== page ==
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Abstract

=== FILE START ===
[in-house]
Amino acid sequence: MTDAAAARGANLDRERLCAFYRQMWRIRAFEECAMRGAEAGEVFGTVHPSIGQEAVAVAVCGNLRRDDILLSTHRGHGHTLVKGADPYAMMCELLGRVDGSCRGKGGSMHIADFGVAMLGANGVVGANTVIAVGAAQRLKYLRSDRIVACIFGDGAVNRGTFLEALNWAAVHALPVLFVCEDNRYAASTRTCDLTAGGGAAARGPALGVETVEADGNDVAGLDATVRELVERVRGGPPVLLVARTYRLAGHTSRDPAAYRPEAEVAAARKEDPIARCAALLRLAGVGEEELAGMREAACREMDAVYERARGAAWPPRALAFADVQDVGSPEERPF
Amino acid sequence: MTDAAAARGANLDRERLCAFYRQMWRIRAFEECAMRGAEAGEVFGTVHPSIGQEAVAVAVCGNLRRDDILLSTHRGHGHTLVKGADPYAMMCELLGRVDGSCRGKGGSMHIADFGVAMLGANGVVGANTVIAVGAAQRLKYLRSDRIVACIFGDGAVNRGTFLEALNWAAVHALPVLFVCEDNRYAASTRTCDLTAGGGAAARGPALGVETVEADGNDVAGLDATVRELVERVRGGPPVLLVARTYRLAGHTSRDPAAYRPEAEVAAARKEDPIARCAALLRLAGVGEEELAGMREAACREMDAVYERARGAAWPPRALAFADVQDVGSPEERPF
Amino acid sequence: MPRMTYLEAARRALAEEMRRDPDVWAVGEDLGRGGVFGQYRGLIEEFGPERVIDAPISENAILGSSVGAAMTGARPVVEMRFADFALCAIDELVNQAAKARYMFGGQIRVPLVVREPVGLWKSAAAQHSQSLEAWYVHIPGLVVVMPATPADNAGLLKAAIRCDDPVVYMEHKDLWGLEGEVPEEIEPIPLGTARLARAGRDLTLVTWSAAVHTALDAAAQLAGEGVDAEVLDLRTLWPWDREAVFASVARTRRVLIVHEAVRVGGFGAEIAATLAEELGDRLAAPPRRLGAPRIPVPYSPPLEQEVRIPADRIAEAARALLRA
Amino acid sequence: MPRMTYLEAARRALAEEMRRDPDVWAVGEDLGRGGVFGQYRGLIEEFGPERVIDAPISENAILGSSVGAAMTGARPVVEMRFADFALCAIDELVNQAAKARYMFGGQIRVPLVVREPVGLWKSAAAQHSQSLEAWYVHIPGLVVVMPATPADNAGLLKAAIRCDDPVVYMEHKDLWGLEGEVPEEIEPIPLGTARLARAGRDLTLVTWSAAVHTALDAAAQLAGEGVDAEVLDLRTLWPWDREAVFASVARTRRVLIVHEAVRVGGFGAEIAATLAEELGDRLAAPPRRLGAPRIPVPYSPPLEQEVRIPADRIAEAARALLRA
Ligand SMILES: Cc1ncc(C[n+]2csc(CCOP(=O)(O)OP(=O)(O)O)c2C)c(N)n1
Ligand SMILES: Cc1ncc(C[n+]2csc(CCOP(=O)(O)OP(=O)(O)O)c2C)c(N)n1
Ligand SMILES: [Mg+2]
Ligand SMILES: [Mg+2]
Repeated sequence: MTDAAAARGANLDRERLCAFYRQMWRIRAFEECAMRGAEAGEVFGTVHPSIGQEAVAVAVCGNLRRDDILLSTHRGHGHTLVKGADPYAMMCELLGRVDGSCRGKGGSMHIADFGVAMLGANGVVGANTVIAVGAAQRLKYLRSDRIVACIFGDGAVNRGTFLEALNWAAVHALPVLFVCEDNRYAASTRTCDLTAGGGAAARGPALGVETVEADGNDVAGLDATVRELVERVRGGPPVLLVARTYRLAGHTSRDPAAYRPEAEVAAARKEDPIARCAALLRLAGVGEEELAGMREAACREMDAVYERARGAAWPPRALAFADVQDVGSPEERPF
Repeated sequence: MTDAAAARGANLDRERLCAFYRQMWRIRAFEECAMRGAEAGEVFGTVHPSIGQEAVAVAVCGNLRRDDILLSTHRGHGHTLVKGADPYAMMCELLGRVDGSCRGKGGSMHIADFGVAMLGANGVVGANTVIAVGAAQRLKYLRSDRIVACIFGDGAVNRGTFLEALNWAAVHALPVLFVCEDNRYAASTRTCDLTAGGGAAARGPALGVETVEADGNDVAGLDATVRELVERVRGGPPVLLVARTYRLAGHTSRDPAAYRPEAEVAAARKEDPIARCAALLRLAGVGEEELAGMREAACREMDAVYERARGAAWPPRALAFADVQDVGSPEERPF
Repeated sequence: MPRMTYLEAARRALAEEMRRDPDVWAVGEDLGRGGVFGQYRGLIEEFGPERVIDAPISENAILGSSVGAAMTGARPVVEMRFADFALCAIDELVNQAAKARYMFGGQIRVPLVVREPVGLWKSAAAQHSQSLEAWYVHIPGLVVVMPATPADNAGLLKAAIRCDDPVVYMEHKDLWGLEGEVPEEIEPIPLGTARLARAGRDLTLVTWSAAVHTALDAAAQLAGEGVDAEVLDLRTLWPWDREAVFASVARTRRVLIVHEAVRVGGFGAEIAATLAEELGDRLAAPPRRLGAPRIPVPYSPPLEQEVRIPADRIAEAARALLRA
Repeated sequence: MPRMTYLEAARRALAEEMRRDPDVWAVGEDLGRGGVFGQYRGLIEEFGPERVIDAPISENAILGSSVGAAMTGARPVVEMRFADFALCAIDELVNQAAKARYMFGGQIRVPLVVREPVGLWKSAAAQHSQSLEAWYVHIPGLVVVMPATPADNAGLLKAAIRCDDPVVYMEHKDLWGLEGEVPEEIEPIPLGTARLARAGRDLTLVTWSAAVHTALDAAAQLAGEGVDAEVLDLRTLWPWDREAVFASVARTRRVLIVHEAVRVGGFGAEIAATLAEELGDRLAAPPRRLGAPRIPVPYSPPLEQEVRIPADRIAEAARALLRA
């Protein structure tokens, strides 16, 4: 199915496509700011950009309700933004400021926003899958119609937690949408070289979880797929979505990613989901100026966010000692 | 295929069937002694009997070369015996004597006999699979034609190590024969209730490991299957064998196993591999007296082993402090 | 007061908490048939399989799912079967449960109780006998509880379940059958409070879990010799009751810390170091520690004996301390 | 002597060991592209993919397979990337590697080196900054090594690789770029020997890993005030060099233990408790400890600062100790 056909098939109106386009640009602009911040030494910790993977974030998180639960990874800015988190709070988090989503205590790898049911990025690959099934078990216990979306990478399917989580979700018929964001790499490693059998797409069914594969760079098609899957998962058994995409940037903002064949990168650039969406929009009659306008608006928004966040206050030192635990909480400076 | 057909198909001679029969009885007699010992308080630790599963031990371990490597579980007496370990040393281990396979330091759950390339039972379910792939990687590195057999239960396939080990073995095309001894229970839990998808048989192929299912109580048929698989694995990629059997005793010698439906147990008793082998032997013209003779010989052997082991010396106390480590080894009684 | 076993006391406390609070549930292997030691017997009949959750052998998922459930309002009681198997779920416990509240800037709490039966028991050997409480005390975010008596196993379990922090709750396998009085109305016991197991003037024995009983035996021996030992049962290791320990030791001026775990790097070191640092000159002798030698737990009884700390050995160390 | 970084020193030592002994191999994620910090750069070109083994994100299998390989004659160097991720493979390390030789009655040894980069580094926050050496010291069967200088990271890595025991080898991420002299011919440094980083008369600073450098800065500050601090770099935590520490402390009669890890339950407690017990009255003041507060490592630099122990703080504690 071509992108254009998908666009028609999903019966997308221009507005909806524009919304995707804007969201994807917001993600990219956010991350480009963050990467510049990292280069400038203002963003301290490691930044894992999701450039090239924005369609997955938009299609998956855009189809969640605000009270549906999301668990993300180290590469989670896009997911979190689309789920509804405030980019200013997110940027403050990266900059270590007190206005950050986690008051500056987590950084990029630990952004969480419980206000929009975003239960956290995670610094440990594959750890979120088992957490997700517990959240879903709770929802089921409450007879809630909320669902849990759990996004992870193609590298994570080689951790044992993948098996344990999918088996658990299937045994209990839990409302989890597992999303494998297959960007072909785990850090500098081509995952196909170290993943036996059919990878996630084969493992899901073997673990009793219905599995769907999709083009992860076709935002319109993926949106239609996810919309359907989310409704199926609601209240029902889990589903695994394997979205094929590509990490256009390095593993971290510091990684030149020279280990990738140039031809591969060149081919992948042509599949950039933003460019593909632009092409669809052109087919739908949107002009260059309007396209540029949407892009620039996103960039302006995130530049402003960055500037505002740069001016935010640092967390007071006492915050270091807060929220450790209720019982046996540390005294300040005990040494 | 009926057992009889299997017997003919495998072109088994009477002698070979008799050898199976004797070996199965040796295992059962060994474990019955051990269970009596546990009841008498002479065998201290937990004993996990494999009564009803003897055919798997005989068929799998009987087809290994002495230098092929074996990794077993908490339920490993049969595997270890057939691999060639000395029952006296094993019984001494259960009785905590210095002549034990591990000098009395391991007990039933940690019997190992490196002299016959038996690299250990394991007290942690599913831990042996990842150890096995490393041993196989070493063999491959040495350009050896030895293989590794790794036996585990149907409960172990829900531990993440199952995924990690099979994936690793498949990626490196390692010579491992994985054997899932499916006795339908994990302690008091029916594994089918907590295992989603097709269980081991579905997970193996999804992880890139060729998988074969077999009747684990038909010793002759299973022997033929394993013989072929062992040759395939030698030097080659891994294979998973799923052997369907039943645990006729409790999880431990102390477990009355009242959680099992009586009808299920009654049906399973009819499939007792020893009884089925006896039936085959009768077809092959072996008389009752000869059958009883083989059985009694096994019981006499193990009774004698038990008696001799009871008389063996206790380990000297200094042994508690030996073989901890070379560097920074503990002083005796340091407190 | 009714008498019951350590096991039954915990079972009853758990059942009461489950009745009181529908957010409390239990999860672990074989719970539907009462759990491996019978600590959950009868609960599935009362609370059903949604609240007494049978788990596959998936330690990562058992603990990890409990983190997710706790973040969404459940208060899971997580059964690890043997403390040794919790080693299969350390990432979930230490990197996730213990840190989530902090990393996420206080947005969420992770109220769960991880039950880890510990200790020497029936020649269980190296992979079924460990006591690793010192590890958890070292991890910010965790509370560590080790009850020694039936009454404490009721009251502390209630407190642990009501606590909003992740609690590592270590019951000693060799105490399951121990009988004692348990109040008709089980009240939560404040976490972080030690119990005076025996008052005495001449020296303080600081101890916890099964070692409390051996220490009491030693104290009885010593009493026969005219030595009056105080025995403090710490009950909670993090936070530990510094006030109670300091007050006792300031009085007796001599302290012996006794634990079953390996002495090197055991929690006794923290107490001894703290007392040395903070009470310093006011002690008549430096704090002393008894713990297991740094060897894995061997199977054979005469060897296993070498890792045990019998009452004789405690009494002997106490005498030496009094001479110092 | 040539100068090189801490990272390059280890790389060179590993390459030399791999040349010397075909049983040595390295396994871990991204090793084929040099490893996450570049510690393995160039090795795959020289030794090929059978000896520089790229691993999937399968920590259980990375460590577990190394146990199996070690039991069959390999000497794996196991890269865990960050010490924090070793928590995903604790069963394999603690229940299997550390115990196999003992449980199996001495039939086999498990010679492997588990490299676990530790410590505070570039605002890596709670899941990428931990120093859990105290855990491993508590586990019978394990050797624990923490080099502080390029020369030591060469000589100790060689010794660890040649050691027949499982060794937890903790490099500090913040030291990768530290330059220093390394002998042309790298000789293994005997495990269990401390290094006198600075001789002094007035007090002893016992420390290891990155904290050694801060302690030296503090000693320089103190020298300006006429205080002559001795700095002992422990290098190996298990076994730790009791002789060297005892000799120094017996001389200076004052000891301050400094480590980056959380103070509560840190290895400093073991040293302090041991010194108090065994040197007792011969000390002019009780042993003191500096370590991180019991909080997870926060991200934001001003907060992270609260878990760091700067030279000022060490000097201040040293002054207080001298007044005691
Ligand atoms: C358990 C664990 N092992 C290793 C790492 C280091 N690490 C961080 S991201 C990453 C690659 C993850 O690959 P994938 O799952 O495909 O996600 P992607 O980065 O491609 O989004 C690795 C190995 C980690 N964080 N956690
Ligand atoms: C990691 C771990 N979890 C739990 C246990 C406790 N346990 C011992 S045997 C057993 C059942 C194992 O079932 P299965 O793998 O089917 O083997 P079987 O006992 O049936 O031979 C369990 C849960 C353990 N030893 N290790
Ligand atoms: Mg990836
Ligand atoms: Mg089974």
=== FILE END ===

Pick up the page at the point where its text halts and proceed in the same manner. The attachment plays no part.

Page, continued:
The overwhelming documentation of coarse-grained alluvial fans dominated by mass flow contrasts with the scarce accounts of finer grained, traction-dominated alluvial fans. To fill this gap, we present sedimentological and architectural data from a set of sand-rich, streamflow-dominated Pleistocene fans flanking the eastern Upper Valdarno Basin, Italy. The routing of sand-rich sediment resulted from the fast, intense weathering of the feldspar-rich, carbonate-deprived sandstone bedrock underlying the fan catchments. Although capable of entraining large boulders, high water discharge sustained tractional reworking along the proximal facies belts, hindering mass flow. The medial facies belts have a channelized, braided planform and are dominated by processes hardly distinguishable from those characterizing fluvial environments. Along the distal facies belts, extensive overbank tracts are composed of terminal splays and crevasse lobes, the spatial arrangement of which controlled the evolution of through-going tributary channels connected to the axial basin drainage. This study focused on the sedimentary processes, stratal architecture and morphodynamics of the alluvial fans and considered the effect of bedrock inheritance on their development. The results underline how granulometry and mass flow dominance are not distinctive of alluvial fan sedimentation per se and indicate how the critical detection of piedmont, radial palaeomorphology is crucial in the identification of ancient alluvial fans.

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